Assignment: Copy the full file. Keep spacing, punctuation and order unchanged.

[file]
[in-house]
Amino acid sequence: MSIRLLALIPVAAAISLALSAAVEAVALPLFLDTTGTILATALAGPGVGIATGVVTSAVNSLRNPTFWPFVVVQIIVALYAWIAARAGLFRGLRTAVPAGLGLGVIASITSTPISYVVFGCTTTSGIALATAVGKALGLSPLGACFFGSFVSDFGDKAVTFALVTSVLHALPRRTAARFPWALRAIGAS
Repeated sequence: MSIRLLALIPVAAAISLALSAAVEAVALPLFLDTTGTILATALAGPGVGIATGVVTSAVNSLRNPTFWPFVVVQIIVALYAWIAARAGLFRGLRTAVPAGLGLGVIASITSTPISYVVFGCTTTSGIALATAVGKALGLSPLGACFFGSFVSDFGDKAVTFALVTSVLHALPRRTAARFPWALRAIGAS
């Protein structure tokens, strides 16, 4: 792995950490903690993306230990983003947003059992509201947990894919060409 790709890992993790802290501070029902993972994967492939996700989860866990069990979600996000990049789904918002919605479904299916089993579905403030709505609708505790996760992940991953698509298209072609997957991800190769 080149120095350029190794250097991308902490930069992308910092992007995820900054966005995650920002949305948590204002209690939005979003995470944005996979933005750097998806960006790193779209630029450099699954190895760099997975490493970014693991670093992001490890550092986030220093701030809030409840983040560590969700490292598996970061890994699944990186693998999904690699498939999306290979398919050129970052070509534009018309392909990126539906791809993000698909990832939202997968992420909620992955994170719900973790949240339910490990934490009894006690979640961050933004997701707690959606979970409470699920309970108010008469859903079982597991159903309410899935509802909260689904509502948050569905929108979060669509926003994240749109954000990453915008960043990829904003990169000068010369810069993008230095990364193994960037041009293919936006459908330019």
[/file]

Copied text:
[in-house]
Amino acid sequence: MSIRLLALIPVAAAISLALSAAVEAVALPLFLDTTGTILATALAGPGVGIATGVVTSAVNSLRNPTFWPFVVVQIIVALYAWIAARAGLFRGLRTAVPAGLGLGVIASITSTPISYVVFGCTTTSGIALATAVGKALGLSPLGACFFGSFVSDFGDKAVTFALVTSVLHALPRRTAARFPWALRAIGAS
Repeated sequence: MSIRLLALIPVAAAISLALSAAVEAVALPLFLDTTGTILATALAGPGVGIATGVVTSAVNSLRNPTFWPFVVVQIIVALYAWIAARAGLFRGLRTAVPAGLGLGVIASITSTPISYVVFGCTTTSGIALATAVGKALGLSPLGACFFGSFVSDFGDKAVTFALVTSVLHALPRRTAARFPWALRAIGAS
């Protein structure tokens, strides 16, 4: 792995950490903690993306230990983003947003059992509201947990894919060409 790709890992993790802290501070029902993972994967492939996700989860866990069990979600996000990049789904918002919605479904299916089993579905403030709505609708505790996760992940991953698509298209072609997957991800190769 080149120095350029190794250097991308902490930069992308910092992007995820900054966005995650920002949305948590204002209690939005979003995470944005996979933005750097998806960006790193779209630029450099699954190895760099997975490493970014693991670093992001490890550092986030220093701030809030409840983040560590969700490292598996970061890994699944990186693998999904690699498939999306290979398919050129970052070509534009018309392909990126539906791809993000698909990832939202997968992420909620992955994170719900973790949240339910490990934490009894006690979640961050933004997701707690959606979970409470699920309970108010008469859903079982597991159903309410899935509802909260689904509502948050569905929108979060669509926003994240749109954000990453915008960043990829904003990169000068010369810069993008230095990364193994960037041009293919936006459908330019």